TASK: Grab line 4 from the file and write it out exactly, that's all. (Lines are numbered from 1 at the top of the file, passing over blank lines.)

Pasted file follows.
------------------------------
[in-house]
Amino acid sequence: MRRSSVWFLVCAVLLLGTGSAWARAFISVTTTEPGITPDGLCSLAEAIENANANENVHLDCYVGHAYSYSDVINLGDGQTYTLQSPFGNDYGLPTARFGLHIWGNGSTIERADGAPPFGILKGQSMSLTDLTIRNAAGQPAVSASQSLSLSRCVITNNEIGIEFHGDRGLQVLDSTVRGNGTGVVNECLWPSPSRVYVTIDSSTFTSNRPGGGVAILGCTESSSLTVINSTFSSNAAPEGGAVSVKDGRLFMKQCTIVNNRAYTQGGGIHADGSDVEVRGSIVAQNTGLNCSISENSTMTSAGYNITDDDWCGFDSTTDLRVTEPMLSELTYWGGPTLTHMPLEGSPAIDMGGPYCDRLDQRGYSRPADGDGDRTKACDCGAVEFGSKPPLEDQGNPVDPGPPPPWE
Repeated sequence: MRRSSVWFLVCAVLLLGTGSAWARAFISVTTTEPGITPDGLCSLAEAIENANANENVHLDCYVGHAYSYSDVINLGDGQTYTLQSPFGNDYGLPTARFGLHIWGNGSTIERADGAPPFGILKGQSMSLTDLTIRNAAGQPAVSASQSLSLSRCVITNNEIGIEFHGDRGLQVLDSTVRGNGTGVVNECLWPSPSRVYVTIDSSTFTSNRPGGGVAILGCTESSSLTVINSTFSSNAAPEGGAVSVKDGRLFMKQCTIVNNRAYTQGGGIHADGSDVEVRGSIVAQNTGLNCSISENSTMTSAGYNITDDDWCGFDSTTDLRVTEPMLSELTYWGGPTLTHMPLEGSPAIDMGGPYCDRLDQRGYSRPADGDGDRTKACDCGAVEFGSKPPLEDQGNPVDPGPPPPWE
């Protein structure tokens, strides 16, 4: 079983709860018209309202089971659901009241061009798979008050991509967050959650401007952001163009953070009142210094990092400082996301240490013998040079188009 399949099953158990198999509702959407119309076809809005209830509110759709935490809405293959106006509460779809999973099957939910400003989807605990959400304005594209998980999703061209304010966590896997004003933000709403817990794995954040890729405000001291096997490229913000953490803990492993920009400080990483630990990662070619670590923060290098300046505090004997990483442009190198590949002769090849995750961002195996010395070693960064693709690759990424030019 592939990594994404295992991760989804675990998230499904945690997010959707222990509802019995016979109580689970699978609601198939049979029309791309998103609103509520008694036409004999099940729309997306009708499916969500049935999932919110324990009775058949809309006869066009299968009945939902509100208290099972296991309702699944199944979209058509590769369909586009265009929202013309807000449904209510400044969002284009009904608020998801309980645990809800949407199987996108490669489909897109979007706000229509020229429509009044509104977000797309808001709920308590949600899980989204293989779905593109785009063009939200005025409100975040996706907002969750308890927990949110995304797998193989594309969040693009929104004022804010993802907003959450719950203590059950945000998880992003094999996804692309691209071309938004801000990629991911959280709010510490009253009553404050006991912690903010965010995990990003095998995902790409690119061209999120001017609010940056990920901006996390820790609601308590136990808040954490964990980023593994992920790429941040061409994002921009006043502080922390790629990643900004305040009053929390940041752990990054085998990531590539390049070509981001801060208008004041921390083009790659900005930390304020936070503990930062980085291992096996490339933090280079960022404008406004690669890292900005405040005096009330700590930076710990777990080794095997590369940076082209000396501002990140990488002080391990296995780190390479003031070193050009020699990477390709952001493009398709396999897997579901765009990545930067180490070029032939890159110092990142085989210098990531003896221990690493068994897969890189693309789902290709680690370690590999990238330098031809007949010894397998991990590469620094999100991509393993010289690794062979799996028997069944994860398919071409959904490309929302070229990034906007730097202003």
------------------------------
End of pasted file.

């Protein structure tokens, strides 16, 4: 079983709860018209309202089971659901009241061009798979008050991509967050959650401007952001163009953070009142210094990092400082996301240490013998040079188009 399949099953158990198999509702959407119309076809809005209830509110759709935490809405293959106006509460779809999973099957939910400003989807605990959400304005594209998980999703061209304010966590896997004003933000709403817990794995954040890729405000001291096997490229913000953490803990492993920009400080990483630990990662070619670590923060290098300046505090004997990483442009190198590949002769090849995750961002195996010395070693960064693709690759990424030019 592939990594994404295992991760989804675990998230499904945690997010959707222990509802019995016979109580689970699978609601198939049979029309791309998103609103509520008694036409004999099940729309997306009708499916969500049935999932919110324990009775058949809309006869066009299968009945939902509100208290099972296991309702699944199944979209058509590769369909586009265009929202013309807000449904209510400044969002284009009904608020998801309980645990809800949407199987996108490669489909897109979007706000229509020229429509009044509104977000797309808001709920308590949600899980989204293989779905593109785009063009939200005025409100975040996706907002969750308890927990949110995304797998193989594309969040693009929104004022804010993802907003959450719950203590059950945000998880992003094999996804692309691209071309938004801000990629991911959280709010510490009253009553404050006991912690903010965010995990990003095998995902790409690119061209999120001017609010940056990920901006996390820790609601308590136990808040954490964990980023593994992920790429941040061409994002921009006043502080922390790629990643900004305040009053929390940041752990990054085998990531590539390049070509981001801060208008004041921390083009790659900005930390304020936070503990930062980085291992096996490339933090280079960022404008406004690669890292900005405040005096009330700590930076710990777990080794095997590369940076082209000396501002990140990488002080391990296995780190390479003031070193050009020699990477390709952001493009398709396999897997579901765009990545930067180490070029032939890159110092990142085989210098990531003896221990690493068994897969890189693309789902290709680690370690590999990238330098031809007949010894397998991990590469620094999100991509393993010289690794062979799996028997069944994860398919071409959904490309929302070229990034906007730097202003």